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gnome-i18n -- Support for localization and internationalization.


#include <gnome.h>

#define     _                               (String)
#define     N_                              (String)
#define     textdomain                      (String)
#define     gettext                         (String)
#define     dgettext                        (Domain,Message)
#define     dcgettext                       (Domain,Message,Type)
#define     bindtextdomain                  (Domain,Directory)
const char* gnome_i18n_get_language         (void);
GList*      gnome_i18n_get_language_list    (const gchar *category_name);
void        gnome_i18n_set_preferred_language
                                            (const char *val);
const char* gnome_i18n_get_preferred_language
void        gnome_i18n_init                 (void);


This module allows the programmer to internationalize his application by providing a number of macros that can be used to tag his texts, and some functions that control the internationalization of the application or library.

Typically the programmer would enclose text strings that are displayed to the user in a _() macro call. This macro serves two purposes: it is used to tag the string for translation (it is a special sequence recognized by the GNU gettext framework) and it is used at run-time to invoke the translation process on the current string.

Example 1. Typical usage of the _ macro

void print_hello (void)
        printf (_("Hello World"));

The macro _() can map to either an invocation to gettext (which means that the string argument is translated in the default application translation domain) or to dgettext (which means that the string is translated into the GNOME_EXPLICIT_TRANSLATION_DOMAIN.

Typically applications will just include the gnome.h header file, the libgnome.h or the gnome-i18n.h header file and this will define the _() macro as an invocation to gettext(). In the case of libraries, shared object modules (dynamically linked libraries) or shared object CORBA servers (CORBA servers implemented as shared libraries), you should define the GNOME_EXPLICIT_TRANSLATION_DOMAIN macro to your package name (usually a define in the compilation Makefile or in the config.h file will do it). By doing this your library, shared library or CORBA server will explicitly translate its string messages in its own translation domain (rather than using the application domain, which will not have a translation table for your messages).

All of the functions in this module do either map to an empty action if the ENABLE_NLS macro is not defined or to actual functions if it is defined.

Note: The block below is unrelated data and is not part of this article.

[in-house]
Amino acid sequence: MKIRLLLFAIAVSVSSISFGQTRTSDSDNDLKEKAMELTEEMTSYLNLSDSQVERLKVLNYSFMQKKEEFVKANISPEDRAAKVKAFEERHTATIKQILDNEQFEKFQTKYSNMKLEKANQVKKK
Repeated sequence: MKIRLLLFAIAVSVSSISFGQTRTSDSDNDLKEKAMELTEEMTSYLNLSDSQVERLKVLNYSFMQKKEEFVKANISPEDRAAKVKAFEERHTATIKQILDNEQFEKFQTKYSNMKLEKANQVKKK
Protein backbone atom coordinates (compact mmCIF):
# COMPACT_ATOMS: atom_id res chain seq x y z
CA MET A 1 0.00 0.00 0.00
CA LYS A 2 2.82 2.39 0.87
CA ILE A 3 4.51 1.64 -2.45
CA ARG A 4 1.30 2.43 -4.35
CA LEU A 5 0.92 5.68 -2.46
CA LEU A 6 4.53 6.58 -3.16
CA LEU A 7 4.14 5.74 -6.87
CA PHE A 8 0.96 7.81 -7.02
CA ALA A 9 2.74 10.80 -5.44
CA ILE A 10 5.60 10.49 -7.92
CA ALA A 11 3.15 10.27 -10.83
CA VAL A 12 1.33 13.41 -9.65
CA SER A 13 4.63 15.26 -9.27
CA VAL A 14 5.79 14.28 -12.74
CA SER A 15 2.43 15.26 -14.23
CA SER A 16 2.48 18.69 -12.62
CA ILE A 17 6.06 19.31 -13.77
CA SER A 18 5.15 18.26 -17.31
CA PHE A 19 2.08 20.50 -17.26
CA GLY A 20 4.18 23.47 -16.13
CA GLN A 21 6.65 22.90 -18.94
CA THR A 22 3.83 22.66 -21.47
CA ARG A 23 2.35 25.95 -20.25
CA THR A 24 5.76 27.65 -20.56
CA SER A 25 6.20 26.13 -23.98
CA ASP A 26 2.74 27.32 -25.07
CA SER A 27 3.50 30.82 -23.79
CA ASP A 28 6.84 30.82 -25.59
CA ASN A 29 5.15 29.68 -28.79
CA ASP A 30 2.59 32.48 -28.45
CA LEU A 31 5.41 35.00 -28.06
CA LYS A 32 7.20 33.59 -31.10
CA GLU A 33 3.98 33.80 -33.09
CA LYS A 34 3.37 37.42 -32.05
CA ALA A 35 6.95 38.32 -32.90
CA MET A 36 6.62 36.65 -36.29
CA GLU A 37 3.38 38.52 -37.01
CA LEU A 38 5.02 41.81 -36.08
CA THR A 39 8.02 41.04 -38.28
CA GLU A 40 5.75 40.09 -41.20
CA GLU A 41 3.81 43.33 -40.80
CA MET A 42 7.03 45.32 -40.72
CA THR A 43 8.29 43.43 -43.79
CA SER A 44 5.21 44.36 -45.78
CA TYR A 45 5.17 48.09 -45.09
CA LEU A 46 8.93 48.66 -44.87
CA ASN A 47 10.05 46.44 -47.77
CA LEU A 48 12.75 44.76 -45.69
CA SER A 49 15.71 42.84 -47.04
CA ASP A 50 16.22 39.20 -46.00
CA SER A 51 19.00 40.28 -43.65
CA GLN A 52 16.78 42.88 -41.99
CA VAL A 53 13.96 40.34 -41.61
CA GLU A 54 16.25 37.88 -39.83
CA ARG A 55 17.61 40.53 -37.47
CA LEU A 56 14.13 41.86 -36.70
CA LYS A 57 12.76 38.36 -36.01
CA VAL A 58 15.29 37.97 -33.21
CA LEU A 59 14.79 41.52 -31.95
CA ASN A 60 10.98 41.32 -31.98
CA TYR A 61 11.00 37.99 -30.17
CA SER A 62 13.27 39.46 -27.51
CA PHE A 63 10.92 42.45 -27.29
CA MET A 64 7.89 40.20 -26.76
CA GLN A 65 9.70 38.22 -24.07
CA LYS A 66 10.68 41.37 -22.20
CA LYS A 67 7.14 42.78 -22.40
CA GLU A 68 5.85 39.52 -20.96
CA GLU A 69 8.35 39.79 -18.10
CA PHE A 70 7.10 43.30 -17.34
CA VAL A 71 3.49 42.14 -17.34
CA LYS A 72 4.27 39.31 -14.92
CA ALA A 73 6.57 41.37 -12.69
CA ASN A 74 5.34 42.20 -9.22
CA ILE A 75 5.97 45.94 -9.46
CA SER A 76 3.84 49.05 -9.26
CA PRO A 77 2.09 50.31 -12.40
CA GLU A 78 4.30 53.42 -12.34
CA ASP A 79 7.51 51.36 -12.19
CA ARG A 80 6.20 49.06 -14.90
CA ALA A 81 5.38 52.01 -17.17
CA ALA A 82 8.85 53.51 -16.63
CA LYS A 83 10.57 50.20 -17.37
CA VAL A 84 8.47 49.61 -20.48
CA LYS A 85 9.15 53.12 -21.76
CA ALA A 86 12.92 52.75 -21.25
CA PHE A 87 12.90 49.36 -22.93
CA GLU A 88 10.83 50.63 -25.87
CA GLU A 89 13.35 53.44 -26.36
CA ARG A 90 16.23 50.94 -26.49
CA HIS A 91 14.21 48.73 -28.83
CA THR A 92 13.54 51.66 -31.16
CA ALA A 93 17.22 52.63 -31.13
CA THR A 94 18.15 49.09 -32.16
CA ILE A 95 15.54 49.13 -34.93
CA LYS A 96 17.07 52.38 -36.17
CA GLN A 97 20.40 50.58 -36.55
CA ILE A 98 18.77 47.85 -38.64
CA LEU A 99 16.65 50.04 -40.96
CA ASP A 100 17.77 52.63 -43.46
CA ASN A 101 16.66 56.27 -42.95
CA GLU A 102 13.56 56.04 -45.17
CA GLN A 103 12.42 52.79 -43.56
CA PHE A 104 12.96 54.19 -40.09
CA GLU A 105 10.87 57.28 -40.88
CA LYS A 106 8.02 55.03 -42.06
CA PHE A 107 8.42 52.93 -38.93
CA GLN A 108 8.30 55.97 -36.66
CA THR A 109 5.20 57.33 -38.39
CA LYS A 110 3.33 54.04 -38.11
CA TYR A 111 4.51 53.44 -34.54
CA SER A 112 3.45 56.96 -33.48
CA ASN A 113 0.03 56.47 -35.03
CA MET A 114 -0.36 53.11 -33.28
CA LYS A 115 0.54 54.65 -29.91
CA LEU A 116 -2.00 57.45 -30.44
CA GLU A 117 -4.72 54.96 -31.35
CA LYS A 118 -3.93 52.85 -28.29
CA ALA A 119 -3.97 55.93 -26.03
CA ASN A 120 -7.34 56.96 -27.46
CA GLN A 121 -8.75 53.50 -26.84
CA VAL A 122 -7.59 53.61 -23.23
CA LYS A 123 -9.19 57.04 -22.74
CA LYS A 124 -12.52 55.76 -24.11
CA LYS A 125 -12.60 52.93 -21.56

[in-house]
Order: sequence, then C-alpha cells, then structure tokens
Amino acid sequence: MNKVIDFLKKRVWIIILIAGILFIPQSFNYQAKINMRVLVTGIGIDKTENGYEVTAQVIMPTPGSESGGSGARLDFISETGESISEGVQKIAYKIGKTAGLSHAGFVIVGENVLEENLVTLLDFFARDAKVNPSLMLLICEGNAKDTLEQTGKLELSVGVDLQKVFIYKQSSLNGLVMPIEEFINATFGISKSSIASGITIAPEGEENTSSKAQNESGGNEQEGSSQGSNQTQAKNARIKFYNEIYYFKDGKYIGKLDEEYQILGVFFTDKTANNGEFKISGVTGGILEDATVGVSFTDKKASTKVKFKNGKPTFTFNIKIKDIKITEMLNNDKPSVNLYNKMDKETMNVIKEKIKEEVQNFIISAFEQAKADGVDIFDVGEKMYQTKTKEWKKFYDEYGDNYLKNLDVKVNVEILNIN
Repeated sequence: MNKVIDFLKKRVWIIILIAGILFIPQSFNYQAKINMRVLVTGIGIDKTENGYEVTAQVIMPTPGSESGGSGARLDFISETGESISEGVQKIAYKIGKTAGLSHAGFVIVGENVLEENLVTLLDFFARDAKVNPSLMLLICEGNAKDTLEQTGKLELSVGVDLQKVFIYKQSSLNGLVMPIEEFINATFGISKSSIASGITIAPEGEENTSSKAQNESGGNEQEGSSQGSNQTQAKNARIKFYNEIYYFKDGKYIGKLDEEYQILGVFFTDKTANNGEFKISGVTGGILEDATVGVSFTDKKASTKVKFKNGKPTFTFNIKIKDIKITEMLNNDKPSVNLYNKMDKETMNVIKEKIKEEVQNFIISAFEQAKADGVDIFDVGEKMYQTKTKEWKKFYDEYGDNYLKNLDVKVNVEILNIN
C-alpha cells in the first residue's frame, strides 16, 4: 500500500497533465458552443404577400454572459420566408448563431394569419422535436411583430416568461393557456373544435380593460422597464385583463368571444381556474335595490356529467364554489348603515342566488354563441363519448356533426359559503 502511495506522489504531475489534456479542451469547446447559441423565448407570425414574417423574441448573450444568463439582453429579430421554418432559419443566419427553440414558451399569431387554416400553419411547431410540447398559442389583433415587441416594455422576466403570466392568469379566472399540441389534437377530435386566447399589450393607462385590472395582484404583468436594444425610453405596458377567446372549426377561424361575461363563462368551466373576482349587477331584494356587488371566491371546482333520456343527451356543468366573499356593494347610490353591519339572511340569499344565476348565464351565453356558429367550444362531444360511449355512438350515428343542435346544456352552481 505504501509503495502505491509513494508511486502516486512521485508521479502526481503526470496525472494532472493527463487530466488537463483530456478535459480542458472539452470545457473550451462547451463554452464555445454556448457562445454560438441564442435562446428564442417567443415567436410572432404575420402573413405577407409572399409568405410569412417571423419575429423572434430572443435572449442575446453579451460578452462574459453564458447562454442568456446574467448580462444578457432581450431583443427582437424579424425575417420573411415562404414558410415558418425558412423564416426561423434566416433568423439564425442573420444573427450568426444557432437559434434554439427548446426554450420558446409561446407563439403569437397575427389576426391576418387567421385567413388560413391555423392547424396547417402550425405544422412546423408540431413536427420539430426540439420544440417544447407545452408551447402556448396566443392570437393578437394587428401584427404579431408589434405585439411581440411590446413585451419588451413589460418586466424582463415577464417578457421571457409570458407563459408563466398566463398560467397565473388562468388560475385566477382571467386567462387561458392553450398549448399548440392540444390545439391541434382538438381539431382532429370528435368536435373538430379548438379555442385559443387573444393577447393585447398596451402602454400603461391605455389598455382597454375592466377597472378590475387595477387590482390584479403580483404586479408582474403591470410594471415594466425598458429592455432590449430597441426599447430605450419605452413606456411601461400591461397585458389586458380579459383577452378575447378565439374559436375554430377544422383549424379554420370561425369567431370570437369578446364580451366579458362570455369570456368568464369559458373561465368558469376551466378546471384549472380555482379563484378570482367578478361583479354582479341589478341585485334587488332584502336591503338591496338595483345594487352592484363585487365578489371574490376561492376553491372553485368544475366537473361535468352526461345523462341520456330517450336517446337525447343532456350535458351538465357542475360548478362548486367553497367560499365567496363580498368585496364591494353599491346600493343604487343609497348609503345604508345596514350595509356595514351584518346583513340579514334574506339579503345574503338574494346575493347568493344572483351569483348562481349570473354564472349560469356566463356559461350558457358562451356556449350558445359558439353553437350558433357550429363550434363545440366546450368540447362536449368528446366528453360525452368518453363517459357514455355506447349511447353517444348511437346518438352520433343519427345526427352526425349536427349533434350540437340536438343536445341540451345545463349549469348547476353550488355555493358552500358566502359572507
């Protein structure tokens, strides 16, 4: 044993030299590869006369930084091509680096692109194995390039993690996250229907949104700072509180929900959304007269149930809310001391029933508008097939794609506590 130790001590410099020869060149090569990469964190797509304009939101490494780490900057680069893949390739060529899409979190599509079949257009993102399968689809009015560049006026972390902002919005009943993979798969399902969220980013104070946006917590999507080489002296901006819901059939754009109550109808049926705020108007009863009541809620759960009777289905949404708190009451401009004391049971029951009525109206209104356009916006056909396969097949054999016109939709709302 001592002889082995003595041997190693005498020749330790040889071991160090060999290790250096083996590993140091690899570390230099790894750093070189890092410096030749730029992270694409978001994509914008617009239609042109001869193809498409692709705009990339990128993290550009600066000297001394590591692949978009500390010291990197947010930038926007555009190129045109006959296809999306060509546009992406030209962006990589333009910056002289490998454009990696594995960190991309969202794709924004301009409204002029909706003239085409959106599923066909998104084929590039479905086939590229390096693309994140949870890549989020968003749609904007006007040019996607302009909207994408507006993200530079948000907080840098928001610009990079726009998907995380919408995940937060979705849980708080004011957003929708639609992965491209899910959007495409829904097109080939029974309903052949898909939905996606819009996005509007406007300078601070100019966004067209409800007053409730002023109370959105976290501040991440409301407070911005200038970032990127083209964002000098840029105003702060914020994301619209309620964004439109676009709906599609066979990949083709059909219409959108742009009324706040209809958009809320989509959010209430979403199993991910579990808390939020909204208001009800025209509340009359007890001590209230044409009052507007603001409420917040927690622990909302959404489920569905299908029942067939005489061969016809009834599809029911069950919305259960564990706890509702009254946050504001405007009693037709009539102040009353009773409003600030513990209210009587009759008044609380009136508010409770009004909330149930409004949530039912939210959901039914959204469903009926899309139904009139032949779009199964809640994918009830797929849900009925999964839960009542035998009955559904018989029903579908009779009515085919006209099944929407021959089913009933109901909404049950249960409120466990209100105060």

See the Info page for GNU gettext to learn more on the internationalization process for an application.



#define     _(String)

Use this to tag strings in an executable path, this macro expands to gettext() or dgettext() if the application supports internationalization.

String : 


#define     N_(String)

This macro is just an identity macro, the only purpose of this macro is to allow gettext to identify the string as a translatable message. This macro can be used in static initializers, where the _() macros can not be used.

Example 2. Typical usage of the N_ macro

char *days [5] = {

void print_days (void)
        int i;

        for (i = 0; i < 5; i++)
             printf (_("The day of the week s is"), _(days [i]));

String : 


#    define textdomain(String) (String)

String : 


#    define gettext(String) (String)

String : 


#    define dgettext(Domain,Message) (Message)

Domain : 
Message : 


#    define dcgettext(Domain,Message,Type) (Message)

Domain : 
Message : 
Type : 


#    define bindtextdomain(Domain,Directory) (Domain)

Domain : 
Directory : 

gnome_i18n_get_language ()

const char* gnome_i18n_get_language         (void);

Returns current language (contents of "LANG" environment variable).

Returns : 

gnome_i18n_get_language_list ()

GList*      gnome_i18n_get_language_list    (const gchar *category_name);

This computes a list of language strings. It searches in the standard environment variables to find the list, which is sorted in order from most desirable to least desirable. The `C' locale is appended to the list if it does not already appear. If category_name is NULL, then LC_ALL is assumed.

category_name : Name of category to look up, e.g. "LC_MESSAGES".
Returns : the list of languages

gnome_i18n_set_preferred_language ()

void        gnome_i18n_set_preferred_language
                                            (const char *val);

This sets the user's preferred language in the Gnome config database. This value can always be overridden by the standard environment variables. It exists so that a config applet which chooses the preferred language has a standard place to put the resulting information.

val : Preferred language

gnome_i18n_get_preferred_language ()

const char* gnome_i18n_get_preferred_language

Returns : the preferred language as set in the Gnome config database.

gnome_i18n_init ()

void        gnome_i18n_init                 (void);

Initialize the i18n environment variables (if not already set) from the Gnome config database. Ordinarily this should not be called by user code.

See Also

GNU gettext info page